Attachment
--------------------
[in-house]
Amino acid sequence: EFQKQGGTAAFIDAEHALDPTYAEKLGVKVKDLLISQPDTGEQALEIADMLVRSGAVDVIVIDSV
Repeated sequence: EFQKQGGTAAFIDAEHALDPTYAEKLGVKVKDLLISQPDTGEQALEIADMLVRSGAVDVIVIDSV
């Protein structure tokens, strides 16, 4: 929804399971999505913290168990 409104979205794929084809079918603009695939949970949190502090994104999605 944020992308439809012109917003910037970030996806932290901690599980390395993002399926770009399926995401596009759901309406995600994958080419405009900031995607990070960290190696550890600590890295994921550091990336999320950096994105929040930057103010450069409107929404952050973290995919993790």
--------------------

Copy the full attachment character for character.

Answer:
[in-house]
Amino acid sequence: EFQKQGGTAAFIDAEHALDPTYAEKLGVKVKDLLISQPDTGEQALEIADMLVRSGAVDVIVIDSV
Repeated sequence: EFQKQGGTAAFIDAEHALDPTYAEKLGVKVKDLLISQPDTGEQALEIADMLVRSGAVDVIVIDSV
């Protein structure tokens, strides 16, 4: 929804399971999505913290168990 409104979205794929084809079918603009695939949970949190502090994104999605 944020992308439809012109917003910037970030996806932290901690599980390395993002399926770009399926995401596009759901309406995600994958080419405009900031995607990070960290190696550890600590890295994921550091990336999320950096994105929040930057103010450069409107929404952050973290995919993790």